How to Can Pears in a Water Bath Canner


Canning pears, from Oak Hill Homestead


A couple of weeks ago I was given several buckets of Bartlett pears. Hubby's favorite canned fruit is pears, so I planned to can most of them.

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How to tell that pears are ripe


The thing is, pears are harvested when they are slightly immature and hard to the touch, and they need to ripen completely after picking.

By allowing the pears to ripen slowly, they will mellow and soften, growing sweeter as they become ripe.

So I had to wait a bit before I canned them. I laid out the pears in a single layer in the mudroom so they could ripen and soften.

Pears give off ethylene gas which helps them ripen. Check the neck of the pears (the stem end) daily, pressing gently with your thumb to judge the softness.

Want to ripen just one or two pears quickly? Put them in a brown paper bag with an apple or banana. Apples and bananas give off higher amounts of ethylene gas. The bag will hold in the gas, causing the pears to ripen faster.

For canning, pears should have some "give" but should be firm, not hard. Overripe pears are good for eating fresh and for making jam.


How to can pears, from Oak Hill Homestead


How to can pears


Wash, peel and slice, then soak the pears in a solution of water and lemon juice to prevent browning.


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It's easy to water-bath can fruit using the raw-pack method, but I really dislike that the fruit floats in the finished jars.

Raw fruit also seem to absorb the liquid in the jars during the canning process, leaving the top pieces of fruit high and dry in storage. Opening the jar later can be a bit of a disappointment; those pear slices on top can be dry and hard.

How to can pears, from Oak Hill Homestead

So instead of raw-packing the fruit, I use the hot-pack method now.

The hot-pack method is exactly what it says: you simmer the fruit in water or sugar syrup before canning, and pack it in the jars while it's still hot. When using this method, the fruit is softer after canning and it doesn't float as badly at the top of the jars. It's more attractive to the eyes as well as pleasing to the tongue.

Simmer the pears in water or syrup made with sugar and water in a stainless steel pot for about five minutes.

Get the canner ready


While the pears are simmering, get your water-bath canner ready to go: fill the canner about one-third full with warm water, and set it on the stove burner on low heat.

Check the rims of your canning jars for nicks, wash the jars and put them in a sinkful of warm water.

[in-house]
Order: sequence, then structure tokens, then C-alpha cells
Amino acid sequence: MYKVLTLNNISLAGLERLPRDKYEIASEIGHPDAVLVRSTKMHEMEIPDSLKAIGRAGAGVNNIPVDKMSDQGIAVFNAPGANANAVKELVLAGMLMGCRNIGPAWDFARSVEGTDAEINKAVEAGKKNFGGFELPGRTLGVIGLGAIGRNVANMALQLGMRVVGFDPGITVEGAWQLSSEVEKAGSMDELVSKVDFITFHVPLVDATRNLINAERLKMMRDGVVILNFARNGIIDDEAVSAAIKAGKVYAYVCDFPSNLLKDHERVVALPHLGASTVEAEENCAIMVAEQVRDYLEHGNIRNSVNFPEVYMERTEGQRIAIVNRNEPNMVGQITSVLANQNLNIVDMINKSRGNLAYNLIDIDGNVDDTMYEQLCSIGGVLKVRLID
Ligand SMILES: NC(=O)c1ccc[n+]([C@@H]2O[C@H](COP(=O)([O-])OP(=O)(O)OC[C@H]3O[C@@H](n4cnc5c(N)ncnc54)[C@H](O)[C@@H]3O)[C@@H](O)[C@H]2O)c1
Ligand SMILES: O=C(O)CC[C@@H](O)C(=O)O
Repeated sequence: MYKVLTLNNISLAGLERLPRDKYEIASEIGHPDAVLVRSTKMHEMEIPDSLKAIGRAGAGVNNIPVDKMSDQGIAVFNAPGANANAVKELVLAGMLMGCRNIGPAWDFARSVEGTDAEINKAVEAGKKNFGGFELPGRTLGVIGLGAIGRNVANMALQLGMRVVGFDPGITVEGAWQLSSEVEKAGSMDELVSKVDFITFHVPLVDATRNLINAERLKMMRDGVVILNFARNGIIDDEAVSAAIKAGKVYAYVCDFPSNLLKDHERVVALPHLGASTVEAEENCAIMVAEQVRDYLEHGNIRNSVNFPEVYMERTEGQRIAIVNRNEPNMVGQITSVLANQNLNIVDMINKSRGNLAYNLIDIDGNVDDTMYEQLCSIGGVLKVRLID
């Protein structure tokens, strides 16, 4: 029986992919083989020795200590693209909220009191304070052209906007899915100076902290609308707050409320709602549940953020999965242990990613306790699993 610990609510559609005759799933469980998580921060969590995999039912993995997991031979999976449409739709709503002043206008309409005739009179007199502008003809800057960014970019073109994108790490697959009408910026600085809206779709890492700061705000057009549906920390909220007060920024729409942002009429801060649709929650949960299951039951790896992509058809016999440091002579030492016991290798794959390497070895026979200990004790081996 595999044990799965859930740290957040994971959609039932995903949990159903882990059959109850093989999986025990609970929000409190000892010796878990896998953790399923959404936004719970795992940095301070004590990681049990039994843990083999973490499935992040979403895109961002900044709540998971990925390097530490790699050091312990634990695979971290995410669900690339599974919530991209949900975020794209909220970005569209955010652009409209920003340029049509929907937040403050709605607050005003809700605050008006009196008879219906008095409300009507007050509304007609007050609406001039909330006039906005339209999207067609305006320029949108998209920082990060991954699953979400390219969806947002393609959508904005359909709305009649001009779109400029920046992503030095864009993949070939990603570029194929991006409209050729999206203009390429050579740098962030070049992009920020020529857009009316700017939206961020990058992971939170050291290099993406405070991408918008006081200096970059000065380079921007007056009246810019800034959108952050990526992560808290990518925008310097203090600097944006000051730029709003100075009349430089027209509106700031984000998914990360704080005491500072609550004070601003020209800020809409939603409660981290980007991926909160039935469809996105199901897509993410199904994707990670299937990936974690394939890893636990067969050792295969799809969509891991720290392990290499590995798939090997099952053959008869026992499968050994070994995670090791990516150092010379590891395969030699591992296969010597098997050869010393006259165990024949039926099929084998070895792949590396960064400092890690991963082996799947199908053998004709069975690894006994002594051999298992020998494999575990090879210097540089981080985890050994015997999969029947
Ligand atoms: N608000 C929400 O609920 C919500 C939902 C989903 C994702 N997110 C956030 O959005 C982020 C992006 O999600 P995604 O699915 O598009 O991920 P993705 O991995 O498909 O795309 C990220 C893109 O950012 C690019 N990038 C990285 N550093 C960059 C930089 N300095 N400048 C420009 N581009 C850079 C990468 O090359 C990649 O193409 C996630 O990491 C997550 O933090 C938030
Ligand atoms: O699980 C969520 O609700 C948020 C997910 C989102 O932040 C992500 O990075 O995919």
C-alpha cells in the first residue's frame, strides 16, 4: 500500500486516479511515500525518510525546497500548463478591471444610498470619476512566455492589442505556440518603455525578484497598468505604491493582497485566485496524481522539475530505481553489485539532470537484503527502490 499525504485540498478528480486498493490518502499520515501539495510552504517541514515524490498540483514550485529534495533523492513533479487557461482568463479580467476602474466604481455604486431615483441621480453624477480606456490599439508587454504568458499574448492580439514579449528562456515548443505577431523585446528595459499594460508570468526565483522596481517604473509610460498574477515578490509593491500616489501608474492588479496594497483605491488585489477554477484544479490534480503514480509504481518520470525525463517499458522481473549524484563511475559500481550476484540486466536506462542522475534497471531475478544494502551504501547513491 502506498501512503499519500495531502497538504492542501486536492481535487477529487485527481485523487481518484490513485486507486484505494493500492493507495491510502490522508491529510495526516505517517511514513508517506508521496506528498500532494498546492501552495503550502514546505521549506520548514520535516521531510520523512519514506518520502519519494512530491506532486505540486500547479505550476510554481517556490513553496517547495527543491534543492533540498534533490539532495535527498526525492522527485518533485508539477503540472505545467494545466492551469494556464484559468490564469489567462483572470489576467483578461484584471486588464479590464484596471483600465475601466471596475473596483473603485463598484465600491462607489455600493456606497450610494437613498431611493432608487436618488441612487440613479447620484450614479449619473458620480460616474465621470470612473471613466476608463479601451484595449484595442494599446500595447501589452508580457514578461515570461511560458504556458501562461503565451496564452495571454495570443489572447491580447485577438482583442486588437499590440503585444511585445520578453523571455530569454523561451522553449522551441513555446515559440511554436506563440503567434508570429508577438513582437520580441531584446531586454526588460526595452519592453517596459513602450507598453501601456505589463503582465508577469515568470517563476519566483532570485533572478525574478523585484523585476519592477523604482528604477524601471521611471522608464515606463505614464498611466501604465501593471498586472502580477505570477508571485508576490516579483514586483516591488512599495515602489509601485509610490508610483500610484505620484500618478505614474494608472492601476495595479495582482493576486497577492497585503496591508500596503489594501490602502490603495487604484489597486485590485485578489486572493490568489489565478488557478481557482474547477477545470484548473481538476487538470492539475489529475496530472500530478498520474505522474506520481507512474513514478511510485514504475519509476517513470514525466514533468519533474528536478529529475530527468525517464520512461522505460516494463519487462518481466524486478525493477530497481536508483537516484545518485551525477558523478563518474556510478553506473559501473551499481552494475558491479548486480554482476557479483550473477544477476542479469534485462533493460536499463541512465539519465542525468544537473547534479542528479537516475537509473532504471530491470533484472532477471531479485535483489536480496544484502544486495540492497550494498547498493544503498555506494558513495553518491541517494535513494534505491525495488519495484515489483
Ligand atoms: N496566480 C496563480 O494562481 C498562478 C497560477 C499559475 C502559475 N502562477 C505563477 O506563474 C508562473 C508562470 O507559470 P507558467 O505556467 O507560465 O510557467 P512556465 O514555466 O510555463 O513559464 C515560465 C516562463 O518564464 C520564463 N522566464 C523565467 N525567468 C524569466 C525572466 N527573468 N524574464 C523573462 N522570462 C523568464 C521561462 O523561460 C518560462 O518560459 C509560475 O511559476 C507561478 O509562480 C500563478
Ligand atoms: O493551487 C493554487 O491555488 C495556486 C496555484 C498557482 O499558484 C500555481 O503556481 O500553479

Fill the jars


Pears can be canned in water, in light or heavy syrup using either sugar or honey, or in apple juice or white grape juice.

After simmering, use a slotted spoon to transfer the pear slices from the pot to the jars, then top them off with the hot syrup from the simmering pot or with heated apple juice or white grape juice. All of those choices sound good, don't they?



After running a plastic knife along the sides of each jar to dislodge bubbles, add more liquid if necessary, leaving a half-inch of headspace (the air space between the top of the fruit and the beginning of the threads of the jar).

Wipe the jar rims with a damp cloth to remove any syrup or fruit that could prevent the lid from sealing,

Then add the canning lids and bands. Tighten the bands finger-tight.

Immerse the jars in the water bath canner using canning tongs. Add enough hot water to the canner so there is 1" to 2" of water above the tops of the jars, and turn up the heat under the canner.


Once the water begins to boil, add the canner lid and set the timer. If you live at sea level, process pint jars for 20 minutes, quarts for 25 minutes. If you live more than 1,000 feet above sea level like I do, add an additional 5 minutes of processing time.

When the time is up, turn off the burner and let the canner cool off naturally. When the contents are cool, use canning tongs to remove the jars from the canner and place on a towel-covered surface where they can rest undisturbed for 24 hours.

The jars will begin to "ping" as they cool, signalling that the jars have sealed. Press lightly on the tops to check the seal; if the lid gives to pressure and wiggles up and down, the jar didn't seal correctly and you'll need to refrigerate the contents and eat within a week, or reprocess the contents in a new jar with a new lid.

Click here for more canning tips and some ideas for frugal canning.


Caramel pear jam, the most decadent jam on the planet!

I kept half a dozen pears aside to make Spiced Caramel Pear Jam (in the photo above) and put 2 gallon-size Ziploc bags of the peels and cores into the freezer for jelly-making later, or I might use them to make vinegar. (Snag my ebook "How to Make Vinegar from Scratch" for free.)

That Spiced Caramel Pear Jam is delicious in these jam bars, too. Just sayin' but you really should make some!


This post contains affiliate links. Read my disclosure here.



How to can pears in a water bath canner.



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